Methods: To estimate the potential number of missed opportunities for CD diagnosis we utilized the Healthcare Cost and Utilization Project State Inpatient Database from the Agency for Healthcare Research and Quality for the state of Florida from 2005-2014. We defined a missed opportunity as an admission with a new diagnosis of CD preceded by a hospitalization in the prior 90-days coded for an infection, respiratory, or central nervous system condition suggestive of CD. We performed descriptive statistics including mortality in each exposure group within one year after CD diagnosis.
Results: We identified 1,622 CD-related hospital discharges in Florida from 4/2005 to 12/2014. The median age of CD patients was 47 years, 30.6% were female, and 55.5% were coded for HIV/AIDS. Of those, 850/1622 (52.4%) had meningitis. Five hundred and sixty (34.5%) had a prior hospitalization within 90 days before the first hospitalization coded for CD. Of those, 50.9% (285/560) had a potentially missed opportunity to diagnose CD of whom 138/285 (48.4%) were HIV-positive. Of 560 patients, 49 (8.7%) were coded during a prior hospitalization with CNS conditions, 162 (28.9%) with respiratory conditions and 74 (13.2%) coded with both CNS and respiratory conditions. Patients who were coded for CNS diagnoses in a prior admission were more likely to be diagnosed with CD meningitis (p<0.001). Of those with prior respiratory conditions 29/218 (13.3%) died during the CD admission, and 12.5% of those with prior CNS conditions died during the CD admission. Of those without a prior admission in the past 90 days 110/1062 (10.4%) died during the CD admission.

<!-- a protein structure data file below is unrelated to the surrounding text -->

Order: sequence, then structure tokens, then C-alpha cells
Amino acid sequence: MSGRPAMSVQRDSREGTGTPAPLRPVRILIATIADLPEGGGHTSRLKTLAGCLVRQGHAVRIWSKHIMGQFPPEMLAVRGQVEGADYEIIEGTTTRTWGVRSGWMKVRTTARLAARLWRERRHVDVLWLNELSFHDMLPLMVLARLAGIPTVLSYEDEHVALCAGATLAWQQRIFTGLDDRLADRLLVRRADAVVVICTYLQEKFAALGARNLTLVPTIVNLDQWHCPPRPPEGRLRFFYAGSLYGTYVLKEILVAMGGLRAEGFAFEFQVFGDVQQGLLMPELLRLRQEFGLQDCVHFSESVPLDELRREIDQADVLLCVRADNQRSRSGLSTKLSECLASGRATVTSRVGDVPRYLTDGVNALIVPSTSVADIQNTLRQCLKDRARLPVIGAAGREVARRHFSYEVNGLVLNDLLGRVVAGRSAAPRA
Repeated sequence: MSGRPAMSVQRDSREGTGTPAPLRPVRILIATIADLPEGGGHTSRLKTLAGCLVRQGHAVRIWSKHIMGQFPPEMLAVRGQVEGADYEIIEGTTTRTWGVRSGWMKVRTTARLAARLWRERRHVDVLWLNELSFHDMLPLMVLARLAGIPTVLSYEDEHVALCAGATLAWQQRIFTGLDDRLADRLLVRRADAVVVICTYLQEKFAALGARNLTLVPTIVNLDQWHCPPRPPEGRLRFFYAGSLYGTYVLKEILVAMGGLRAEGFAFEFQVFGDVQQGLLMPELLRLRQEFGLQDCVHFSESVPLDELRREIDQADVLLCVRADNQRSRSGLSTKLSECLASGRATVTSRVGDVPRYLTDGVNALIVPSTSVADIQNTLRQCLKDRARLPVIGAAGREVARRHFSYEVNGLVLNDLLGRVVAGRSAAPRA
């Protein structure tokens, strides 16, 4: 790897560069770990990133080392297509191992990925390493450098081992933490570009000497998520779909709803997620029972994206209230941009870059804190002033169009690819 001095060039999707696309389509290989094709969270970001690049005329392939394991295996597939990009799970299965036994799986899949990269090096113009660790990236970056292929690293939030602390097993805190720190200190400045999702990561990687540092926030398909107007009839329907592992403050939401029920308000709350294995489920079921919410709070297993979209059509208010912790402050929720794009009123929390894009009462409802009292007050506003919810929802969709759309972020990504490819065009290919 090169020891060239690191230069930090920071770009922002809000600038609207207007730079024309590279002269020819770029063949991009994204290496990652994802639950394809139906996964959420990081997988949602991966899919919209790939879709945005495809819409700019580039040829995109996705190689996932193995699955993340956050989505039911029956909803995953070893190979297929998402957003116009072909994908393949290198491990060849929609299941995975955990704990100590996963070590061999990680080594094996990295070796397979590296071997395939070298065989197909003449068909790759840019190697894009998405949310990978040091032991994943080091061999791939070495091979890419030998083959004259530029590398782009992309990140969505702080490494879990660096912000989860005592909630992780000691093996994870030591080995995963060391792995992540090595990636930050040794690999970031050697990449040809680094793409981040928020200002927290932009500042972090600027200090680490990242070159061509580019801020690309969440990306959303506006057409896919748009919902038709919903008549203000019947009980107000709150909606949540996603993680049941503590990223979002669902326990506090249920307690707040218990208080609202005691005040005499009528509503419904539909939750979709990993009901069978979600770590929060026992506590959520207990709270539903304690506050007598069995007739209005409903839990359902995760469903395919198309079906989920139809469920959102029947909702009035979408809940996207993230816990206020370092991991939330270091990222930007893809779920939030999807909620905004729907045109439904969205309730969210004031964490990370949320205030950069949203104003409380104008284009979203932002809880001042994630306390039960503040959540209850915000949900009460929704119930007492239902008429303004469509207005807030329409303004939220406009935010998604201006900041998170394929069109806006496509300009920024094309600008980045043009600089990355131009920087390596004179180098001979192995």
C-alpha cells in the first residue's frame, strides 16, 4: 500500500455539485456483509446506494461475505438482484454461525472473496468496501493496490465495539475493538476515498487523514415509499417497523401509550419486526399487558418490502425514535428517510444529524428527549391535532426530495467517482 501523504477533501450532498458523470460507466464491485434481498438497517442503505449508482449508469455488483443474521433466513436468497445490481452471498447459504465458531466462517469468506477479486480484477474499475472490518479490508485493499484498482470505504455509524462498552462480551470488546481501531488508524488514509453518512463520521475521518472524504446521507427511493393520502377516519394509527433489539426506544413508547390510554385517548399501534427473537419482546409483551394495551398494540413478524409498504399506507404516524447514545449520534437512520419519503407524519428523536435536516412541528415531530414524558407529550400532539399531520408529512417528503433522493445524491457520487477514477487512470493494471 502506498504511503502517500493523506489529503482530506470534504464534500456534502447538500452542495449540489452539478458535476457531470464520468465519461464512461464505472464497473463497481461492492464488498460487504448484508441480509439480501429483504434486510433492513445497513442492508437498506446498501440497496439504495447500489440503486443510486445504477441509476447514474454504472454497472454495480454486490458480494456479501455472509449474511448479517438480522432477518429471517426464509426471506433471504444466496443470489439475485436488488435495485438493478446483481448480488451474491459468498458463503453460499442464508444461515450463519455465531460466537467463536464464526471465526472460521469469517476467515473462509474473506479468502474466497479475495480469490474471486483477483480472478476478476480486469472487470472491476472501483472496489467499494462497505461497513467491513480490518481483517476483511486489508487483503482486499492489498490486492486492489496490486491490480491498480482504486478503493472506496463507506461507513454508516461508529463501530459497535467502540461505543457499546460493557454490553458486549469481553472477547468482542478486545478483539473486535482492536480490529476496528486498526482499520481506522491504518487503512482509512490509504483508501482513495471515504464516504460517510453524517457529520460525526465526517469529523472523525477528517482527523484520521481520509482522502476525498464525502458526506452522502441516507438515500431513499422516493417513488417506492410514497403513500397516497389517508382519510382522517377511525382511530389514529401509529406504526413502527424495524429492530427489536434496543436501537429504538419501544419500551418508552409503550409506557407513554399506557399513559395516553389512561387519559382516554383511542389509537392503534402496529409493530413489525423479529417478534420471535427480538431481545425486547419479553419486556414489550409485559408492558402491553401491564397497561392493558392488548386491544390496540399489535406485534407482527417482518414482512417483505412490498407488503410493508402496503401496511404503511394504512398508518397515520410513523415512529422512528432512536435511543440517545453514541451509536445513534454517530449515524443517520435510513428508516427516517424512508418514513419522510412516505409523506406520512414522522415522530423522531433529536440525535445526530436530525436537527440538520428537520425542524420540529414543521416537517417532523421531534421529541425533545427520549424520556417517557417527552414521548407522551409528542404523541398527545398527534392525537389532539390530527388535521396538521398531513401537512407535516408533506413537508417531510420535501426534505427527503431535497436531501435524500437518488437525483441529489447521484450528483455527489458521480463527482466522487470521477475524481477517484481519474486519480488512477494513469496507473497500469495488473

Conclusion: Cryptococcosis is a deadly disease that affects patients with both competent and incompetent immune systems. Missed opportunities to diagnose CD are relatively commonmand may contribute to worse outcomes.
A. S. Salazar,
M. A. Olsen, None
W. Powderly, None
A. Spec, None